Passing loosely through the bed-plate A and resting upon the plate Lare a number of pins m, whose length is just sufficient to reach from the top of the plate L when in its lowermost position to the top of the bed-plate A. These pins m are clearly shown in Fig. 18, where The bed-plate A is omitted for the purpose of more clearly illustrating their op-.

eration and their relative distribution, whereby when the pins m are raised above the bedplate, as hereinafter described, they will press equally against all the flanges m of the rings M, and thereby lift them evenly and smoothly from the bed-plate, as shown in Fig. 9. Referring now to Figs. 1, 2, and 18 and assuming the parts to be in the position shown in Fig. 2, with tablets on the mandrels and the cam-ring L shifted to the right, with the plate L resting upon the flat surfaces Z and the lugs Z in the lowermost parts of the cams Z, it will be seen that the upper edges of the rings M are immediately beneath the lower ends of the mandrels and that the pins m rest upon the plate L, with their ends flush with the top of the bed-plate A. If now one of the handles Z be grasped and the cam-ring L be shifted to the left, the lugs Z will ride up the inclines or cams Z, forcing up the plate L, which in turn raises the pins 'm', and through them the flanged rings M, which latter engage the lower ends of the tablets and force them upward. The mandrels are slightly tapering toward the top, and the upward movement of the tablets so loosens them that they may be readily removed. When the cam-ring is given its full throw to the left, it will have turned through nearly onethird of a revolution, and the lugs Z will then rest upon the flat surfaces Z at the top of the cam-ring, thereby securely retaining all the parts in their elevated position while the tablets are being renewed, after which the camring is again shifted to the right preparatory to placing other tablets upon the mandrels.

The carriage supporting the pendulous levers K is guided in its ,up-and-down movements by ears or lugs n, embracing uprights N, firmly secured on the bed-plate A, and the weights bin the hollow standards B are so proportioned that their combined mass is just sufficient to counterbalance the carriage,with all its supported parts, to the end that the work of the screw Ein elevating the carriage may be reduced to the minimum. A further result of this construction is that the carriage will remain stationary in any position in which it may be placed.

The parts of the mechanism needing lubricating are very few, and I have provided means whereby lubrication may be readily accomplished. Referring to Fig. 2, d is a small hole in column D, extending inward from the surface of the column under the ring M and then downward till it enters the chamber d just inside the wall of the chamber. Oil entering this hole 27 at the top passes down into the chamber d and along the walls thereof to dished bottom (i Where it acts to lubricate the bearing of the shaft E on said bottom. A similar means is provided for oil ing all the shafts E, except the one shown to the left of Fig. 2, where it is omitted, because in that instance the shaft does not rest upon the dished bottom piece that passes therethrough. The lower bearing 6 of the shafts E E is lubricated through a hole (i in a manner that will be readily understood.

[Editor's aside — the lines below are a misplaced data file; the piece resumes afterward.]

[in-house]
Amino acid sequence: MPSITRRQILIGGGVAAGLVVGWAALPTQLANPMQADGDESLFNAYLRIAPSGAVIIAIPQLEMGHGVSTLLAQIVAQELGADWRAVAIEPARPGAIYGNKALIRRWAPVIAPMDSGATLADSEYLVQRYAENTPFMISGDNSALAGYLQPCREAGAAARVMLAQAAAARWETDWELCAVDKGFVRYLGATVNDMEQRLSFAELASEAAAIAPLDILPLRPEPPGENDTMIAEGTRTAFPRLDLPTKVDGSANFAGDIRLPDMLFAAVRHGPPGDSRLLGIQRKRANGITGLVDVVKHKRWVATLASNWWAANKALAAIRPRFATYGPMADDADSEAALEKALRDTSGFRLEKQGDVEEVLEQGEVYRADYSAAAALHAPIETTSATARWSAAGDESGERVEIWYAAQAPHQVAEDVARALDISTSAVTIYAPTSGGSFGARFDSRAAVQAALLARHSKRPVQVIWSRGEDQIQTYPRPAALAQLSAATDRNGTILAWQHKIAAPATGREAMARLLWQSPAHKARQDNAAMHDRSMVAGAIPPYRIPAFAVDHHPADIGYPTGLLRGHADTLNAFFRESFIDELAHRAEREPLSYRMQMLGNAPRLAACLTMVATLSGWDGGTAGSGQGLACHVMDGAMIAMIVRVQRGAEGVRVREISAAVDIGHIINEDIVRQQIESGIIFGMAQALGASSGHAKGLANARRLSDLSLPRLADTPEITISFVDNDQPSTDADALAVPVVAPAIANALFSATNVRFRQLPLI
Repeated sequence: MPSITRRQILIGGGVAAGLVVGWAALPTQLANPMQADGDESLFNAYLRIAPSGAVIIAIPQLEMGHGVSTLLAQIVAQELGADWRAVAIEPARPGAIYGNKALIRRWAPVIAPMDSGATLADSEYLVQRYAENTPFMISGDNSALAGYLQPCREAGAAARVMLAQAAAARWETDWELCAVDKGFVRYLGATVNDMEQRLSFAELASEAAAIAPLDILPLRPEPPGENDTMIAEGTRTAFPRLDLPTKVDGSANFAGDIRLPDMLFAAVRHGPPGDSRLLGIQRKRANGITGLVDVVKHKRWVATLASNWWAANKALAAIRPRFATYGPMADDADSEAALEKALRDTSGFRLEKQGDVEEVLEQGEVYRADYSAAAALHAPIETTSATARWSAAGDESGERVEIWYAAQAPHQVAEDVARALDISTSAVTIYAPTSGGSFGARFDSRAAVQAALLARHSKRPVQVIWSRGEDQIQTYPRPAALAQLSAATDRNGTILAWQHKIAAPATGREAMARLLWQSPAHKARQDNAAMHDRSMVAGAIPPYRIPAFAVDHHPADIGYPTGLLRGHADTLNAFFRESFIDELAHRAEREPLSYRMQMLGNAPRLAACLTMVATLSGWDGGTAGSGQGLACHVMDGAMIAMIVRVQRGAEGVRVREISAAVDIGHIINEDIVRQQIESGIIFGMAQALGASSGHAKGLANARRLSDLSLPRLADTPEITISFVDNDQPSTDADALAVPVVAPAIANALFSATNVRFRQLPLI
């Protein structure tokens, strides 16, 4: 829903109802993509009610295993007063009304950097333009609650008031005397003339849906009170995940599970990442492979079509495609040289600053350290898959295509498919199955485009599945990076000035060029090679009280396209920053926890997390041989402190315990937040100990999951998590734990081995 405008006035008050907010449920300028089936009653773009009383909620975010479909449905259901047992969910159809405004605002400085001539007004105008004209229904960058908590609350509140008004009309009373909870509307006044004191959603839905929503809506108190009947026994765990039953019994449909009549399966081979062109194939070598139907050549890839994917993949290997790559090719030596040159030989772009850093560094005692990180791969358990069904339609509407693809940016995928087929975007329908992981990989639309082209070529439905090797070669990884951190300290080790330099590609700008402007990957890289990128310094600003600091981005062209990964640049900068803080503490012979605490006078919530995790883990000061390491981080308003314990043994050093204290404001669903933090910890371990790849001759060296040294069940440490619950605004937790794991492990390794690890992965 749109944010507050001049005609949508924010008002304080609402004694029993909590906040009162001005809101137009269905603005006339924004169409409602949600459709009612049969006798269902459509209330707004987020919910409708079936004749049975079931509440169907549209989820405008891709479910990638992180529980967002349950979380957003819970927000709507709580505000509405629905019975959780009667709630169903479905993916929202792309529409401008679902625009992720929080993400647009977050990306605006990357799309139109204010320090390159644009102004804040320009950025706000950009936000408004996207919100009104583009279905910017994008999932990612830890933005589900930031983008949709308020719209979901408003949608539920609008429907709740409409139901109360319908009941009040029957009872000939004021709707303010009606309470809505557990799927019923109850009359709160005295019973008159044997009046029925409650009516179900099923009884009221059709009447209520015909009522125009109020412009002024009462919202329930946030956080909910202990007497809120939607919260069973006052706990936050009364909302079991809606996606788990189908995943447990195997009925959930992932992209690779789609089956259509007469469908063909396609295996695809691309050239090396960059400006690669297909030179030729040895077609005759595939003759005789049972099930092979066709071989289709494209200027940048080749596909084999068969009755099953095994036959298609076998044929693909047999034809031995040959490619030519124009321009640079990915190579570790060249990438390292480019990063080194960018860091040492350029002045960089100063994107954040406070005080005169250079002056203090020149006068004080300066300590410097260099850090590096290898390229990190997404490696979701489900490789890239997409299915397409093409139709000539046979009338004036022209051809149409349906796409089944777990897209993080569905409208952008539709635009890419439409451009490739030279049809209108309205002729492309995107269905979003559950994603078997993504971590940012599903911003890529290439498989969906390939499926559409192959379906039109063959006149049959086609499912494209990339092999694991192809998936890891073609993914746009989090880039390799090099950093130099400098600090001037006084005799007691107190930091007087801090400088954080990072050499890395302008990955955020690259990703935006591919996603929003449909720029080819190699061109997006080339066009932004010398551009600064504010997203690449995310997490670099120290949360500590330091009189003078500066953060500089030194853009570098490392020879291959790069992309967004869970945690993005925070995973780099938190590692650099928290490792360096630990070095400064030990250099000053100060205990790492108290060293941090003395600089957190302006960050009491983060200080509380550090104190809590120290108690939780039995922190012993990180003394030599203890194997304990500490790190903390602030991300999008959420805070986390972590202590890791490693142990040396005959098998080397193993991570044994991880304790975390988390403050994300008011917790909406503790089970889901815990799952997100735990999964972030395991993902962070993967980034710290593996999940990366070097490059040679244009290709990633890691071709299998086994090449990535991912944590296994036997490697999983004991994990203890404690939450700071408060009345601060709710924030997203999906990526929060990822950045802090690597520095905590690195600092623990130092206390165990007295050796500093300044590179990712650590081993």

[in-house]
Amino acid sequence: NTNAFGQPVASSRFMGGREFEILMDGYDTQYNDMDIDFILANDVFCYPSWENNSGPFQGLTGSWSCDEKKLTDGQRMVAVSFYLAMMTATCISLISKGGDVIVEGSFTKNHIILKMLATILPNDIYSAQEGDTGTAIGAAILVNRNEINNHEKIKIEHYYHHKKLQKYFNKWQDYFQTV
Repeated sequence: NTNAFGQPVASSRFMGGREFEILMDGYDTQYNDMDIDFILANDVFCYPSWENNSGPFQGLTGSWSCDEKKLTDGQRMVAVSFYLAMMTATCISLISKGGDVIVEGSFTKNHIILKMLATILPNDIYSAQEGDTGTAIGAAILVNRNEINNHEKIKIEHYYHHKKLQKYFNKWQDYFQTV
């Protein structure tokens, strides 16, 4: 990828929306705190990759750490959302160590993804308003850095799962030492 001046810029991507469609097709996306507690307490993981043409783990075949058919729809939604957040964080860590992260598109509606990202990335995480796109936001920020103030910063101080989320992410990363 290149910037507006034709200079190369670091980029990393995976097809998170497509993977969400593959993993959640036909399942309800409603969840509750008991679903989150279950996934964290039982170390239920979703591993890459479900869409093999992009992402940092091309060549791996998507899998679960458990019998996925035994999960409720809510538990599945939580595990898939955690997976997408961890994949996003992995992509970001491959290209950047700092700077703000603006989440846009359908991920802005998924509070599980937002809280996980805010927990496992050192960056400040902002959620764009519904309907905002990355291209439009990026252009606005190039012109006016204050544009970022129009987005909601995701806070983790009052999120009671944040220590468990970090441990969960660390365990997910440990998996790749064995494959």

In order to lubricate the shaft f of the driving-pulleys f, I pass a small tube 2) down through the bed-plate A, which tube registers with a longitudinal bore 1), extending from the top of the shaftfdownward in a vertical direction for a short distance and then outward to the periphery of the shaft. By lifting the rings M the tube 1) may be filled with oil, which will slowly find its way through the bore 1) to the bearings of the shaft f.

I have shown at T, Fig. 10, a means for tightening the belt G, which will be readily understood.

It will be understood that while I have specifically and in detail described the best form known to me which my invention may asso me, I have done so only that the invention might be thoroughly understood and not as indicating that the invention is limited to the specific construction shown, as the generic inventive idea may be embodied in diiferent specific mechanical forms, and all such are meant to be included by the terms of my claims.

Having thus described my invention, I claim- 1. In a machine for duplicating sound-records the combination, with a tablet having a record formed therein and a plurality of tablets for receiving records, of a plurality of followers rubbing over the record, and a plurality of cutters each of which is movable with one of the followers, and each of which is embedded in the surface of one of the blank tablets, and mechanism for revolving the tablets and causing the followers to simultaneously follow the record and the cutters t0 simultaneously trace a spiral line upon the blank tablets, whereby a plurality of duplicate sound-records may be simultaneously formed from a single master-record, substantially as described.